Moscow's military reserves may be smaller than initially assumed - German defence minister

·3-min read
FILE PHOTO: Interview with German Defence Minister Lambrecht on Indo-Pacific

By Sabine Siebold and Sarah Marsh

BERLIN (Reuters) - Russia has suffered significant troop and equipment losses in Ukraine and the impact of Kyiv's latest counter-offensive may reveal Moscow's military reserves to be smaller than assumed, Germany's defence minister told Reuters.

Russian President Vladimir Putin has yet to comment publicly on the setback suffered by his forces this month. Ukrainian officials say 9,000 sq km (3,400 sq miles) have been retaken, territory about the size of the island of Cyprus.

"Russia's military has suffered significant losses by now - both in troops and equipment," Defence Minister Christine Lambrecht said in an interview conducted on Wednesday and published on Friday.

"The notion that the Russian forces have virtually unlimited military means at their disposal ... is not matched by reality," she added, noting Russia needed to repair a lot of equipment and was having a hard time recruiting enough new personnel.

"It will be very interesting to see how large the remaining reserves of the Russian military actually are. I think it's significantly less than we probably initially thought," Lambrecht said.

"Nevertheless, one should not be mistaken: Russia is far from defeated and still has various military options."

At the same time, Lambrecht praised the courage of Russians voicing public criticism of Putin, even though, she said, she did not expect the dissent to be sufficient to cause Putin's fall in the short term.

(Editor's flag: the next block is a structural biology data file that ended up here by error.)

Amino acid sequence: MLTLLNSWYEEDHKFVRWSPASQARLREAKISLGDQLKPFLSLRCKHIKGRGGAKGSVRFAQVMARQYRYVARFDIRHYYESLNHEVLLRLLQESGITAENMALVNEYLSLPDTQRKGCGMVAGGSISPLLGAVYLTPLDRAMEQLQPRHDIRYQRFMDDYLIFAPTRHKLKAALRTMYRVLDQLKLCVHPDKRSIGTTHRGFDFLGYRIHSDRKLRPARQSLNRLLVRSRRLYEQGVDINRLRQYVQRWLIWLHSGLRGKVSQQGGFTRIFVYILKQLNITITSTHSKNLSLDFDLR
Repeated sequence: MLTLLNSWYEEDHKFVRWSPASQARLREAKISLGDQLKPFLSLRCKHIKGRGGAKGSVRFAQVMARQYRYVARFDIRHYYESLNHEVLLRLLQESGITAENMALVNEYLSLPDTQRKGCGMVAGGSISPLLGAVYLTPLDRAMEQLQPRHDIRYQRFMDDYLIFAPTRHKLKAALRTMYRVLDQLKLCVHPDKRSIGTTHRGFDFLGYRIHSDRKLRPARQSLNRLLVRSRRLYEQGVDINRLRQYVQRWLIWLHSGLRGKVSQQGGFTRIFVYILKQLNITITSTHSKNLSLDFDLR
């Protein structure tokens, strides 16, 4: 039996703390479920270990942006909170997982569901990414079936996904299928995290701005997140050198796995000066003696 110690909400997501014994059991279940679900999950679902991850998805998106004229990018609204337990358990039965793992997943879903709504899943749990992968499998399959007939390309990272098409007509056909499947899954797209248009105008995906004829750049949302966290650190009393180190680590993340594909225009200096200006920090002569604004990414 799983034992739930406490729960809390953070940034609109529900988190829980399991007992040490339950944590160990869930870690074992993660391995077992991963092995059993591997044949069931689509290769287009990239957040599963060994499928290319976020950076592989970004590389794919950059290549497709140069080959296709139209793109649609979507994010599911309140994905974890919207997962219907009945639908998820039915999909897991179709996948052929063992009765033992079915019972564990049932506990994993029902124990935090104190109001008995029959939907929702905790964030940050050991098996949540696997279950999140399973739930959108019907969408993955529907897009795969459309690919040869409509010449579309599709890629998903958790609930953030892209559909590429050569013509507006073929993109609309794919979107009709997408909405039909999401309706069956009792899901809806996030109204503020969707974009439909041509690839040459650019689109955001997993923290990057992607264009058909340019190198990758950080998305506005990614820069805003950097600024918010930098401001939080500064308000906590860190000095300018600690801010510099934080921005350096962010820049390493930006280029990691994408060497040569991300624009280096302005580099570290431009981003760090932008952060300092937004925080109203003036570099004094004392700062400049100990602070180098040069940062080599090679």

"When you see what a system of intimidation Putin has quite consistently constructed over recent years, it is very impressive when people in Russia voice their criticism so openly," she said.

"But I don't have the impression that this criticism has reached an extent that would lead to Putin's imminent downfall," the minister added.

"I can understand the hope but I don't see it happening yet. Of course, I hope that this criticism will encourage others to speak up as well."

In rare expressions of public dissent at a time when Russians risk heavy prison sentences for "discrediting" the armed forces or spreading "deliberately false information" about them, several local politicians lately have called for Putin to be sacked over the Ukraine war.

Lambrecht said Berlin was ready to support Kyiv long-term.

Ukraine has been pushing Berlin for months to supply Kyiv with more heavy weapons, and to start delivering modern Western tanks as well, a demand German Chancellor Olaf Scholz has rejected repeatedly.

On Thursday, Lambrecht pledged the delivery of additional multiple rocket launchers, rockets and armoured personnel carriers to Kyiv, but not the tanks the country has been demanding.

Asked whether she expected the German population to continue backing Russian sanctions in the upcoming winter, despite soaring energy prices and a sky-rocketing inflation, Lambrecht said the government needed to make clear that it would address the existential concerns of people in Germany.

"Of course, we cannot offset everything," she said. But "if we can do that (address the existential concerns), then I am sure that the support of the people here in the country for Ukraine will remain strong."

(Reporting by Sabine Siebold and Sarah Marsh, Editing by Raissa Kasolowsky)